Rising petrol prices are pushing away new staff and deepening existing staff shortages, NHS leaders have warned in a new survey by the NHS Confederation and NHS Providers.
On average, the leaders of the community services who responded to the poll estimated that up to 8% of their current staff could leave in the next year if action is not taken over fuel costs. This has compounded concerns that staffing issues will impact patient care.
Nine in ten respondents also said they are either extremely or moderately concerned about their organisation’s ability to deliver all their services due to staff shortages linked to the rising cost of fuel, while over two-thirds said they are extremely concerned about their organisation’s ability to recruit new staff and retain current employees.
Community staff, who are often required to drive long distances visiting patients in their homes, are particularly effected by rising fuel costs.
One community provider leader who responded to the survey said some staff are paying an additional £200 a month to visit patients, while another said that over 750 of their staff had applied for financial help with their bills in the past three months.
Currently, if NHS staff travel use their cars for work, most can claim taxable expenses of 56p per mile up to 3,500 miles and 20p for any miles beyond that. Despite large increases in the fuel costs, this rate of reimbursement has remained static since 2014.
Many providers have already put measures in place to support frontline staff struggling with rising petrol prices. The survey found that 66% of providers are increasing the reimbursement rate from their existing budgets and 39% are scrapping the 3,500 mile cap.
However, NHS Confederation and NHS Providers say that without a national uplift in reimbursements rates and a change to the HMRC tax free mileage rate, staffing shortages will continue to be an issue.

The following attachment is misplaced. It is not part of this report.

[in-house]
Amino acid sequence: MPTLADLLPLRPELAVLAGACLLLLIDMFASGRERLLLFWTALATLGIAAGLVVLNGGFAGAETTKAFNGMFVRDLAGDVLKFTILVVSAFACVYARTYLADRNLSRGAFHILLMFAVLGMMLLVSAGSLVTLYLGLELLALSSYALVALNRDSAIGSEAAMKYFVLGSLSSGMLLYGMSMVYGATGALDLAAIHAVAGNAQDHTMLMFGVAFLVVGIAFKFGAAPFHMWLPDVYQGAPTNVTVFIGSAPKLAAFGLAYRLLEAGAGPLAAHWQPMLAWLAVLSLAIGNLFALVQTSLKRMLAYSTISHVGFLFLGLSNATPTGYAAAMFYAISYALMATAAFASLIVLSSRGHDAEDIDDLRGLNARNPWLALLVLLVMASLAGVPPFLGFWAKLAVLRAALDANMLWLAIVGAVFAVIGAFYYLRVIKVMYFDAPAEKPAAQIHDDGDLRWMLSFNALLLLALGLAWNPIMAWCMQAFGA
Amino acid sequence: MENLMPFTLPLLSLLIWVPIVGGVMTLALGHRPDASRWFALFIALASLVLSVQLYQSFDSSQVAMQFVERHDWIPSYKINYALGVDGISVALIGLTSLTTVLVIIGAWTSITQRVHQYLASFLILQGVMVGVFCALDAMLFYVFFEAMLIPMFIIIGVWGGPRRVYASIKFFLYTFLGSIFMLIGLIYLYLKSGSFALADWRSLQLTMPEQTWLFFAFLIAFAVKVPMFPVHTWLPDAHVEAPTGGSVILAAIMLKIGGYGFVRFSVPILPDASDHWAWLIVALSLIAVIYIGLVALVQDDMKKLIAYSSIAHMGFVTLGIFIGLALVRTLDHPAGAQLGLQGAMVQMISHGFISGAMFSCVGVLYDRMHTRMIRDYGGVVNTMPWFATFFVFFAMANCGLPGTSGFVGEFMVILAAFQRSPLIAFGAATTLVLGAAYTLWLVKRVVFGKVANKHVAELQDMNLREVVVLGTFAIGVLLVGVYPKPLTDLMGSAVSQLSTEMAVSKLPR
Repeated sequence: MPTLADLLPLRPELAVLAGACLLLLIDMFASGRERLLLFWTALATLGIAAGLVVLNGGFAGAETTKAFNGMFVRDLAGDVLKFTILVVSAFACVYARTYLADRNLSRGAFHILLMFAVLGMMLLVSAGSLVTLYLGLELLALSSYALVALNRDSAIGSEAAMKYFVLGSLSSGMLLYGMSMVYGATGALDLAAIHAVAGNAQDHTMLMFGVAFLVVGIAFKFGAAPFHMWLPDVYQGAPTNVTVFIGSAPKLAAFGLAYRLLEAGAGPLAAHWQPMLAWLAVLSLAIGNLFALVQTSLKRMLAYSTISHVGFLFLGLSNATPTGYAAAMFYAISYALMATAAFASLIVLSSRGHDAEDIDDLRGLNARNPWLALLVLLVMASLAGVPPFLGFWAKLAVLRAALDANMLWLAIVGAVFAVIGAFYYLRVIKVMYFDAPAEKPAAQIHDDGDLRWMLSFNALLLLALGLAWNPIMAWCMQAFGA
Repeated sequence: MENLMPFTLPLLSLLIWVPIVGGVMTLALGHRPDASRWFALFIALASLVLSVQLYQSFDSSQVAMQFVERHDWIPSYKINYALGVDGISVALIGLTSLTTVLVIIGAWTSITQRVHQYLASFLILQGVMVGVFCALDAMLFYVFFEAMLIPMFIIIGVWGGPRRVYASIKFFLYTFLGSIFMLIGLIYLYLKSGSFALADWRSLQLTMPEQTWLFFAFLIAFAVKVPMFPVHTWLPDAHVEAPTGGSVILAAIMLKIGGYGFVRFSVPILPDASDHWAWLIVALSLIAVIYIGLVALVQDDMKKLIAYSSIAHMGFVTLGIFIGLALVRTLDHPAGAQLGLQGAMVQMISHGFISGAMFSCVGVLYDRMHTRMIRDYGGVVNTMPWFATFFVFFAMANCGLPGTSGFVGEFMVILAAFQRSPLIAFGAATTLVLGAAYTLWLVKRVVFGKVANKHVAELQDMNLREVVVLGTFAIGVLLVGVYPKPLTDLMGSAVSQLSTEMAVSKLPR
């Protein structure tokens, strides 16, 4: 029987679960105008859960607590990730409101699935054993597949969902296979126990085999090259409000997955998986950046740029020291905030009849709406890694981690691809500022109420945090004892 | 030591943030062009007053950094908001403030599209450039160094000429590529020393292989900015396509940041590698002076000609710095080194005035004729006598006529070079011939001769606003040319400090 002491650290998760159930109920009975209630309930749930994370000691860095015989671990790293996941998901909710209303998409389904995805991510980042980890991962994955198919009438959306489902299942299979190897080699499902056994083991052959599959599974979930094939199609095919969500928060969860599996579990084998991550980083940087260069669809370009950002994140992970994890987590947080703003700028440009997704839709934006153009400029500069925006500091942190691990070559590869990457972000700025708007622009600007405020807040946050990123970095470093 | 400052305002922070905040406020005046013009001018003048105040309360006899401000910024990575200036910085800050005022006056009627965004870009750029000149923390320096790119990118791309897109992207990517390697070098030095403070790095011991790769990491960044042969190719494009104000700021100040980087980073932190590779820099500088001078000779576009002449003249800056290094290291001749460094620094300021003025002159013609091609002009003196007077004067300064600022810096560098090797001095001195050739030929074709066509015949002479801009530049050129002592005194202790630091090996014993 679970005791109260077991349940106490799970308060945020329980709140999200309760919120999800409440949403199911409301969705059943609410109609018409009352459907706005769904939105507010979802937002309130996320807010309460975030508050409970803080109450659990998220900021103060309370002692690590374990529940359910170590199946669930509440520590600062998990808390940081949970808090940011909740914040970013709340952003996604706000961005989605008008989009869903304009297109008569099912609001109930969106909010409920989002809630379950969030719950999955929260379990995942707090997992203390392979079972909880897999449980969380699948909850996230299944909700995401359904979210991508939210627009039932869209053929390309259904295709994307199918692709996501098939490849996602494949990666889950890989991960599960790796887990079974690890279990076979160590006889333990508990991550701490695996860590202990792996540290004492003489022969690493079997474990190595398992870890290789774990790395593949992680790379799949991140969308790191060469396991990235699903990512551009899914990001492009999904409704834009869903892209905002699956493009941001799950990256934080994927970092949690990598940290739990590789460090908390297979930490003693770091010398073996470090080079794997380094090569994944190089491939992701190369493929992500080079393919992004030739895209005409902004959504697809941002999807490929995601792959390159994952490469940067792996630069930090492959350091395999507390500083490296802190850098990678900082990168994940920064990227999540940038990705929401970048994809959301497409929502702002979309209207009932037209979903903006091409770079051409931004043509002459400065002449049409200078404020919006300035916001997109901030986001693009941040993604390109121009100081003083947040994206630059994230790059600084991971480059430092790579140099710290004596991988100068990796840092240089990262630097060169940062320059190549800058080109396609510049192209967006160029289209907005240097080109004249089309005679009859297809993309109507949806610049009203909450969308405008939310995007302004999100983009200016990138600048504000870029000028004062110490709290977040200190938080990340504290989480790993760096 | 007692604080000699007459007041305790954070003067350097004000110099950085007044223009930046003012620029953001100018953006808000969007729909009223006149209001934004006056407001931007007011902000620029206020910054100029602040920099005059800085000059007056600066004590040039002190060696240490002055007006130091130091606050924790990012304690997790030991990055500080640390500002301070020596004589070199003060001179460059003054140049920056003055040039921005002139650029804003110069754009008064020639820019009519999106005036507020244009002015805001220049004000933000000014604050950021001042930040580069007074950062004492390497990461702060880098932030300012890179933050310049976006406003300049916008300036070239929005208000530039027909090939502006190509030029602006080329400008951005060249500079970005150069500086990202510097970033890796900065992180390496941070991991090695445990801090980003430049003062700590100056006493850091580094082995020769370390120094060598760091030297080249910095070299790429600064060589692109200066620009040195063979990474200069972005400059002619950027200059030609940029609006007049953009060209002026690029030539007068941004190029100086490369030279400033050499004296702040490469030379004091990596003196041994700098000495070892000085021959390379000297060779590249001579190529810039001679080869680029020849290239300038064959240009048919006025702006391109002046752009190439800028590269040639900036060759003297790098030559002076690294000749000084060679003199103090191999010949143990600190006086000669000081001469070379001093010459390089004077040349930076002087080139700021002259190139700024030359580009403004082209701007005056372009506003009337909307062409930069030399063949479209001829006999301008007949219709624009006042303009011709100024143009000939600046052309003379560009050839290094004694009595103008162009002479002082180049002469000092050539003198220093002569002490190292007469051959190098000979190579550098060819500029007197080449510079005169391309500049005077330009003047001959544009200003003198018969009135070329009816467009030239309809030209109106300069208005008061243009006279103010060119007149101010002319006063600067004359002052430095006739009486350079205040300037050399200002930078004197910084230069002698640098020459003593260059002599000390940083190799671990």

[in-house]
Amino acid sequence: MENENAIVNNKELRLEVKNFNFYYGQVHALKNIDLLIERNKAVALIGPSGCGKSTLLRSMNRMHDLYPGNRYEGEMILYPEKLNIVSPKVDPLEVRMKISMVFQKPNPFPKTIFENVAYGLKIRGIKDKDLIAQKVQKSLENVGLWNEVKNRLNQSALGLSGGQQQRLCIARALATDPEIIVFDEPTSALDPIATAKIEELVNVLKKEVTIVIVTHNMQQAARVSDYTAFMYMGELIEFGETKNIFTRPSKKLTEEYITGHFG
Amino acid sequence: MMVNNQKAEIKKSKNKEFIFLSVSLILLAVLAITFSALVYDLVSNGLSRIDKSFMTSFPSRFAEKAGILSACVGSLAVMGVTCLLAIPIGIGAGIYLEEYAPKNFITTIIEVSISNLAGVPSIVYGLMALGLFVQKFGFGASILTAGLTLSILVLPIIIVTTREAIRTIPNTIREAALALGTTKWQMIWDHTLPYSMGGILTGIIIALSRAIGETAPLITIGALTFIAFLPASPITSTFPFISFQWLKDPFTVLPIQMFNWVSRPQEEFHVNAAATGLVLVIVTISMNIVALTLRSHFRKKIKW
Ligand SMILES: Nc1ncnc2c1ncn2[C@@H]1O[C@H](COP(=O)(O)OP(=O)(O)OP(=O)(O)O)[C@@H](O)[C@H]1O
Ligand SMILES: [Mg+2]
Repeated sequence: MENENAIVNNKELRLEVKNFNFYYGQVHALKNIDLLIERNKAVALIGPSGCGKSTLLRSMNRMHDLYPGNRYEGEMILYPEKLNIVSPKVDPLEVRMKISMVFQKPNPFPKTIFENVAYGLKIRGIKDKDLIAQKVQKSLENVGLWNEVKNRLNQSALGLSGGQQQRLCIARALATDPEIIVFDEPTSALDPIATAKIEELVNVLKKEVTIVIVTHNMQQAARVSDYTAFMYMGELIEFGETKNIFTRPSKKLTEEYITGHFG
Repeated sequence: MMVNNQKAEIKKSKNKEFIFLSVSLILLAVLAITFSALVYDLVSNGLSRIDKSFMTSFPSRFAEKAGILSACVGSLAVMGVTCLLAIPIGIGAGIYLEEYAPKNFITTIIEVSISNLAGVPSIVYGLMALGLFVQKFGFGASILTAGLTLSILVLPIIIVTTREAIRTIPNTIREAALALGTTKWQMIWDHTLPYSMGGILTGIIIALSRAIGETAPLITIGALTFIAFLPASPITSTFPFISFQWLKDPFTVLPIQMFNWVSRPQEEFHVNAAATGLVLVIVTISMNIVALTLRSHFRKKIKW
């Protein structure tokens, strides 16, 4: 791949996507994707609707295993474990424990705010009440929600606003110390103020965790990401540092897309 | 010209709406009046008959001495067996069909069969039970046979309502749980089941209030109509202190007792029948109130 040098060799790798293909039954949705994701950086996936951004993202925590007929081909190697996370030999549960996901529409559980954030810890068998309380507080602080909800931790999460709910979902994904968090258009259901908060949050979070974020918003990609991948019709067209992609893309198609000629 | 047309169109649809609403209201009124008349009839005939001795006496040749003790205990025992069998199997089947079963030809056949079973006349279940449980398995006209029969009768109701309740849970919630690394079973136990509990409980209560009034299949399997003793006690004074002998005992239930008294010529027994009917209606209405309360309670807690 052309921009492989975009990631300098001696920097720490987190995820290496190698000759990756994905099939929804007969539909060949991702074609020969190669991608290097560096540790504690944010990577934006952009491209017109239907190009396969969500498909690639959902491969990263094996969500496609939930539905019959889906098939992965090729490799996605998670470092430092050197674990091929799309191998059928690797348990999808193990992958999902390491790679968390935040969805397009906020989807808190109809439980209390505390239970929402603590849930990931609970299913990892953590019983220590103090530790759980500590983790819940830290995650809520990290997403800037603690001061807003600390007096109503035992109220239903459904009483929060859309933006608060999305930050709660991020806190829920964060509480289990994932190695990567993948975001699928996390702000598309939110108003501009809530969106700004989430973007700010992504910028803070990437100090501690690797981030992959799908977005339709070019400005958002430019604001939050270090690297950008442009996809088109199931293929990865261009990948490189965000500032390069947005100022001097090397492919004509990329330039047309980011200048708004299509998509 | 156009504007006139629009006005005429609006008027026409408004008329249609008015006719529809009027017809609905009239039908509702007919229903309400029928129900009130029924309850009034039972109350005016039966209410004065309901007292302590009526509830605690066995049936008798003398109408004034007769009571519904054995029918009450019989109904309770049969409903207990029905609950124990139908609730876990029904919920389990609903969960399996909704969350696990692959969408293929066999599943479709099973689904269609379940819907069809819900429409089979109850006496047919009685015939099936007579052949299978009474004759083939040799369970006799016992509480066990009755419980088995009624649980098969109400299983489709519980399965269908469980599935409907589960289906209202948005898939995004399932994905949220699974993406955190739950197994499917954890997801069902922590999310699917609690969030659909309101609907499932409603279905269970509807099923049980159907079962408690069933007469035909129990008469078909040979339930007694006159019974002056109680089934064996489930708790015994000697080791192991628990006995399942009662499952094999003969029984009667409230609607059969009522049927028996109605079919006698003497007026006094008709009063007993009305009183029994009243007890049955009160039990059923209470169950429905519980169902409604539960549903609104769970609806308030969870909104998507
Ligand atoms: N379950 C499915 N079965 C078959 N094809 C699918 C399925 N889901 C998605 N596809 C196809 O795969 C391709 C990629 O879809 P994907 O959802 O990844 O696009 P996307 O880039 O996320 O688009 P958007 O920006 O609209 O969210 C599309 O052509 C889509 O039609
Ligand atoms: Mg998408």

Matthew Taylor, chief executive of the NHS Confederation said: ‘If NHS staff working in the community can’t afford to fill their tanks, then they cannot make important house calls and check in on some of the most vulnerable and poorly patients in our communities.
‘This in turn will have a knock-on effect on other services, with increasing numbers of patients needing to use ambulances, go to A&E or their local GP practice when they could otherwise be cared for at home.’
Saffron Cordery, interim chief executive of NHS Providers, said: ‘Rocketing prices at the petrol pumps mean that staff who drive long distances to see patients in their homes are spending a small fortune to do their vital jobs – especially in rural areas.
‘Vacancies for health visitors and district nurses are high already, and soaring fuel costs risk driving away staff we can ill afford to lose. Without community staff keeping people well in the community, more demand will be placed on other parts of the health and care system which are already under pressure at a level never seen before.’